Junior year came and Lute Olson left. Onobun still struggled with an internal transfer battle, but he wasn’t alone.

    “”There were a lot of guys that wanted to take off,”” he said. “”And there were guys that could have taken off, but they didn’t because of Coach O. A lot of guys come here because Coach O puts guys in the (NBA) league or gives their best opportunity. With him leaving and then coming back and then leaving again, that was hard for a lot of guys.

    “”But that’s life,”” he added, “”and you’ve got to fight through it.””

    About a week after Russ Pennell was named the team’s interim head coach following Olson’s retirement in October, Onobun visited his third coach in four years in his office. The two hit it off instantly.

    Pennell helped Onobun realize his role as a senior leader.

    “”The team leader doesn’t always have to be the guy who scores the most points or the guy who gets all the attention,”” Onobun said. “”A team leader can also be a glue guy who keeps the team together, who is there for the first person all the way down to the last person, no matter who you are.””

    Added junior Nic Wise: “”He’s been a great morale guy. He plays hard everyday in practice. He makes sure we know what we’re supposed to be doing. He’s our senior leader.””

    In turn, Onobun was a source of encouragement for Pennell, a coach fresh out of the AAU circuit. Throughout the season they were able to console each other and have sacred conversations.

    Religion was the most significant topic in Onobun’s eyes. Pennell is the one Onobun got the OK from to change his jersey number to 1, as he decided to play for an audience of one – God.

    “”He’s somebody you can cling onto, somebody you can have something in common with about your faith,”” Onobun said of Pennell. “”There have been some rough times as a senior where I’ve been able to go into his office and we’d have a conversation and it wouldn’t even be about basketball.””

    It was almost like Onobun had his father in Tucson to give him advice about pushing forward through rough times.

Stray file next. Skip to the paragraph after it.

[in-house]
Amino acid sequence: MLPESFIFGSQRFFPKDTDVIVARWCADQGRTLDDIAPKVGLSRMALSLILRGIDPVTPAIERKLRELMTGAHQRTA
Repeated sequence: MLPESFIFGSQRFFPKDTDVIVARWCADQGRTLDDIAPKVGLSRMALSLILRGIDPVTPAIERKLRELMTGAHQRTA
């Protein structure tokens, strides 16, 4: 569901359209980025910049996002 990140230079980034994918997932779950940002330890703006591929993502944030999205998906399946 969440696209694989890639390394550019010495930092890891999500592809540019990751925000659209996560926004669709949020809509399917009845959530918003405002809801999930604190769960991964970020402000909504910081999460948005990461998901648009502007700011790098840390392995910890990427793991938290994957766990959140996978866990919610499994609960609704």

“”Fendi sees the big picture in life, and that’s the way I try to look at things,”” Pennell said. “”There are reasons things happen, and sometimes they’re good and sometimes they’re bad, but they usually all work out for the best.””

    After Onobun graduates in May with an interdisciplinary studies major – emphasizing business, marketing, communications and African-American studies – he’ll be faced with the task of finding a job. Maybe his internship with the Phoenix Suns from last summer will help land him a job in the NBA with basketball operations or the corporate world. Maybe he’ll play ball overseas.

    Maybe, with his newly developed passion for young people, he’ll become a motivational speaker, letting them know they can do anything they set their mind to.

    “”Look at our president,”” Onobun said. “”I think having Barack Obama as our president just elevated many young African-American kids in our country and letting them know, ‘Hey, you can be whatever you want to be.'””

    Whichever path Onobun decides to go down after he graduates, he won’t leave any regrets about the past.

    “”That’s just my nature, that’s the way my father raised me,”” he said. “”That’s why I don’t have one disappointment in my career here, because I know I gave this program my all.””

    The true words of a fighter.